The reactions that take place during the conditioning phase are primarily a function of the yeast. The vigorous primary stage is over, the majority of the wort sugars have been converted to alcohol, and a lot of the yeast cells are going dormant - but some are still active.
The Secondary Phase allows for the slow reduction of the remaining fermentables. The yeast have eaten most all of the easily fermentable sugars and now start to turn their attention elsewhere. The yeast start to work on the heavier sugars like maltotriose. Also, the yeast clean up some of the byproducts they produced during the fast-paced primary phase. But this stage has its dark side too.
Under some conditions, the yeast will also consume some of the compounds in the trub. The "fermentation" of these compounds can produce several off-flavors. In addition, the dormant yeast on the bottom of the fermentor begin excreting more amino and fatty acids. Leaving the post-primary beer on the trub and yeast cake for too long (more than about three weeks) will tend to result in soapy flavors becoming evident. Further, after very long times the yeast begin to die and break down - autolysis, which produces yeasty or rubbery/fatty/meaty flavors and aromas. For these reasons, it can be important to get the beer off of the trub and dormant yeast during the conditioning phase.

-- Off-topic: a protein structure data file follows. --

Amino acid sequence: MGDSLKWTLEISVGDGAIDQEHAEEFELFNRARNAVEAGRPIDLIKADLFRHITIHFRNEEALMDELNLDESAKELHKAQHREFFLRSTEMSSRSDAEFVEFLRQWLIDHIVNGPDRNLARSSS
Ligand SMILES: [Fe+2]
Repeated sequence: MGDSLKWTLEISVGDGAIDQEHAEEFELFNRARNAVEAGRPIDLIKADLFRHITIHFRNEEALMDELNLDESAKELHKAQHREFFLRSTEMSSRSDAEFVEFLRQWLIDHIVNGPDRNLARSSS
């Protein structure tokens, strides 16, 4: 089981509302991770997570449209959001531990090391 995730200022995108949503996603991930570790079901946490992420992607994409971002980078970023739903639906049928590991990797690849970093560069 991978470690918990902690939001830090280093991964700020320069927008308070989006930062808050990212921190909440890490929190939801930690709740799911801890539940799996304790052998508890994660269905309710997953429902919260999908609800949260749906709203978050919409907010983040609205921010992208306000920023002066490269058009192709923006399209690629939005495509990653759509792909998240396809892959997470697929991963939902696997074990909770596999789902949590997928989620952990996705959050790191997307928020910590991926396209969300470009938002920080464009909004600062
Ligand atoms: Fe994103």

There has been a lot of controversy within the homebrewing community on the value of racking beers, particularly ales, to secondary fermentors. Many seasoned homebrewers have declared that there is no real taste benefit and that the dangers of contamination and the cost in additional time are not worth what little benefit there may be. While I will agree that for a new brewer's first, low gravity, pale beer that the risks probably outweigh the benefits; I have always argued that through careful transfer, secondary fermentation is beneficial to nearly all beer styles. But for now, I will advise new brewers to only use a single fermentor until they have gained some experience with racking and sanitation.
Leaving an ale beer in the primary fermentor for a total of 2-3 weeks (instead of just the one week most canned kits recommend), will provide time for the conditioning reactions and improve the beer. This extra time will also let more sediment settle out before bottling, resulting in a clearer beer and easier pouring. And, three weeks in the primary fermentor is usually not enough time for off-flavors to occur.